Our house needed a little something in our entryway. In fact, my entire blog is dedicated to giving each and every corner of our house an easy, quick and inexpensive upgrade. So if you are facing a similar dilemma…I hope you’ll stick around!
Wainscoting is my favorite architectural element in a home. Whether you are building a new home or in the market to buy an existing one, don’t discount wainscoting as an impossible, difficult or too-expensive option. On the contrary…it’s one of the most inexpensive and easiest DIY upgrades you can tackle. (We know this now after upgrading our entire builders grade home!)
For this initial project we added wainscoting to the right and left walls in our foyer.
DIY Wainscoting Tutorial
Total Cost: Depends on your space, but our initial 2 foyer walls cost under $500.
Time Involved: One weekend (with the right tools and a good tutorial)
(affiliate links included throughout this post to make this project simpler for you)
- A Level
- Finishing nails
- Nail gun
- A pencil to draw lines on the wall
- Caulk with wet cloth to wipe excess
- Paint of your choice. We went to Home Depot and purchased Behr Semi Gloss White Interior Paint.
- Recommended Tutorial: I followed this tutorial. But much of our wainscoting project was just “eyeing it up” to see what looks best in our space.
Click the pink buttons to see the exact trim arrangement:
Eventually we added more wainscoting up the stairs but we saved that for another day.
When I built this home, adding trim, crown moulding and wainscoting was a $30K “upgrade” to hire the builder to do it. So it was an easy decision to DIY this project. Instead I invested my budget in square footage upgrades in lieu of cosmetic projects that I could do myself later.
I tackled this mostly on the weekends or at night (after work). Yes, I did this myself! What got me pretty far along was this tutorial which outlines the process pretty well. This is a very visually intuitive process. Once you master how to cut 45 degree angles and remembering which angle to cut then you’re set. Any gaps, you simply fill in with caulk and smooth it with a wet cloth. It immediately closed all the gaps and made the wainscoting look like it was part of the house for years.
My trick for caulking? I use a bathroom caulk since it expands/contracts more effectively with the varying humidity inside of my home. You simply lay a bead of caulk along the gaps and corners, then use a wet cloth to push the caulk down into the gaps and create a finished seam. Then use the same rag to clean up the excess. It fills the gaps and trims out the piece beautifully.
I filled the nicks in the wall with a nail filler and a scraper. Then I sanded and primed. Eventually we continued installing wainscot around the corner where the basement door is (on the right). Note the front door is still white in this picture, and the oak railing painting project hadn’t taken place (yet).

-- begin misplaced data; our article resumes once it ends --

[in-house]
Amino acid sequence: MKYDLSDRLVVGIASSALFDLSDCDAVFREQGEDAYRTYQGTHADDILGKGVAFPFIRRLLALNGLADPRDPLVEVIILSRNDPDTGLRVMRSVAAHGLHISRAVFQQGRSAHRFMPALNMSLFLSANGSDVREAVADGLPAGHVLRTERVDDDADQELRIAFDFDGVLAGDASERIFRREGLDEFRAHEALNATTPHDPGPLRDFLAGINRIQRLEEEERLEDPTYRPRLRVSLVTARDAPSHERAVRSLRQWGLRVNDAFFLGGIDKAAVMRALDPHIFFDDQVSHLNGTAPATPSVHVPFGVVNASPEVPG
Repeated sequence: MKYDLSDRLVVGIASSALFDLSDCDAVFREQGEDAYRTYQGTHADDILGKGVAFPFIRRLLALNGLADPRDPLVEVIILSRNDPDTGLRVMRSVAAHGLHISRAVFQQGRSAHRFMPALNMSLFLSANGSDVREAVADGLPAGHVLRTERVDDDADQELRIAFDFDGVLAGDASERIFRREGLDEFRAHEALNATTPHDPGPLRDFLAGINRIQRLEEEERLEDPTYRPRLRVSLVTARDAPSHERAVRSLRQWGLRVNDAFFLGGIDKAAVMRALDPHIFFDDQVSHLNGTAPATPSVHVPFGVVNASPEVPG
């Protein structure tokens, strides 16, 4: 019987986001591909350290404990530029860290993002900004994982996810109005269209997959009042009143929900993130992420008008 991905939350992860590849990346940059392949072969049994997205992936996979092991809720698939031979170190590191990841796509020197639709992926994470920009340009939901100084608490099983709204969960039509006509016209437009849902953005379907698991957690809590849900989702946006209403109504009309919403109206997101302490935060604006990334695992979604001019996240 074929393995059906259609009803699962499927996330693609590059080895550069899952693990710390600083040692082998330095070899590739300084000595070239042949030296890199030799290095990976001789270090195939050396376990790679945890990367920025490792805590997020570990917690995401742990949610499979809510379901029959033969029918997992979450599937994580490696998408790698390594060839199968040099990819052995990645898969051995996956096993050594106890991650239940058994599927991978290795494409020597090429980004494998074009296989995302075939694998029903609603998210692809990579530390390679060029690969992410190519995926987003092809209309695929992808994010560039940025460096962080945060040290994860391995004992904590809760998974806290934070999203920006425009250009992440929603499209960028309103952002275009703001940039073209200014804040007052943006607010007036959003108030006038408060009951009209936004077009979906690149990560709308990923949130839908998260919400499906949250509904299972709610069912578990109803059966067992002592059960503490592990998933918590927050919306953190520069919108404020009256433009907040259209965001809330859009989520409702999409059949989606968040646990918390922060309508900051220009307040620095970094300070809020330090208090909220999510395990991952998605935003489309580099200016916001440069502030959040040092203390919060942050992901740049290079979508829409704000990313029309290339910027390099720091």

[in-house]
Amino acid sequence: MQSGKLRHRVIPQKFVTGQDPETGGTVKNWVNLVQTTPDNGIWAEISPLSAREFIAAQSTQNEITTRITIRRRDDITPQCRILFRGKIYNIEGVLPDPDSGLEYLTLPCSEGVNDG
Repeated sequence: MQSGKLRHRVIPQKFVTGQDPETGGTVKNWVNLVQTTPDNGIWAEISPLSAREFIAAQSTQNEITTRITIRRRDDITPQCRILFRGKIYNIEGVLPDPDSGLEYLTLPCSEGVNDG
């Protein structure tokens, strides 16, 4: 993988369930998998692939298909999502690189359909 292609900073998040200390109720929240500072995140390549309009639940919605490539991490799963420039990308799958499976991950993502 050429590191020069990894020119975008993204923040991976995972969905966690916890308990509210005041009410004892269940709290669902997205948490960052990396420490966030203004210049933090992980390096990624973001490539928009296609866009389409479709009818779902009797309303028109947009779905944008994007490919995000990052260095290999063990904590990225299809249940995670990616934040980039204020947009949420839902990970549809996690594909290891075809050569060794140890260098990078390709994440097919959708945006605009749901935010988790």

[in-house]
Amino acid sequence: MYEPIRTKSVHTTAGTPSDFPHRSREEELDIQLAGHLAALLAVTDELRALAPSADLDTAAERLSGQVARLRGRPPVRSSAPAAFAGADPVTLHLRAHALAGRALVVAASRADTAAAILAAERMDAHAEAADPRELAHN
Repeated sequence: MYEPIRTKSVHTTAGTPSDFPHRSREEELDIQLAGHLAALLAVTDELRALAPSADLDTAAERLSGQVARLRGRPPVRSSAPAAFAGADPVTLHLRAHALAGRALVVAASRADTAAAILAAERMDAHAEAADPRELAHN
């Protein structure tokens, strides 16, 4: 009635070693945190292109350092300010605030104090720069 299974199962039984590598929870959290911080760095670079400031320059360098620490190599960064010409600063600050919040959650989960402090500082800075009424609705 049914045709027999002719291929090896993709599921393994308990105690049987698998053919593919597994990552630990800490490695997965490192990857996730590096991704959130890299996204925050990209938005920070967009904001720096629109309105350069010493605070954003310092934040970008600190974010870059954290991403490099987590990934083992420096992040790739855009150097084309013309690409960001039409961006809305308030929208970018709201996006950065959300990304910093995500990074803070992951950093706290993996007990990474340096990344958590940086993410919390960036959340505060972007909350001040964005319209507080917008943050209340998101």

As I did this project, I was shocked to find that the “studs” in the wall were not the standard distance. It was a trick finding a stud to nail into. I would highly recommend using a stud finder to avoid placing multiple holes in your walls.
Before painting the front interior door black.
Extending the wainscot up the stairway added to the initial cost, but what a difference! We couldn’t stop staring at the results after the first weekend we did it!!
See all of our foyer & entryway projects:
- Our foyer paint color
- Painted stair railing
- Frieze molding we added at the ceiling
- Eventually we learned how to make our own trim
- Painted interior doors black
- Gallery wall up the stairs
- Pergo flooring upgrade (whole home)
There are many varieties of wainscoting to choose from, (an entire library can be found here) but I decided to go for a more classic version with colonial trim pieces layered throughout. There was no exact science to how we did our project. We did a lot of “eyeing up” the trim, experimenting with different layers until we ended up with the classic wainscoting look that we wanted.
Some ask, “don’t you think wainscoting will go out of style??” My answer? And emphatic “NO!!” I’ve lived in many old brownstone apartments which were built turn of the century with not only classing wainscoting but also built-in cabinetry, arched doorways, leaded glass cabinets, old radiator steam heat. I would say this architectural style is quite possibly is here to stay.
SHARE YOUR PROJECT PHOTOS!
If you found this project on Pinterest or Stumbleupon, welcome! If you’re one of many people that tried out our tutorial, I’d love to see YOUR results. Post your images below and let us know if we can make any improvements to our tutorial. Good luck!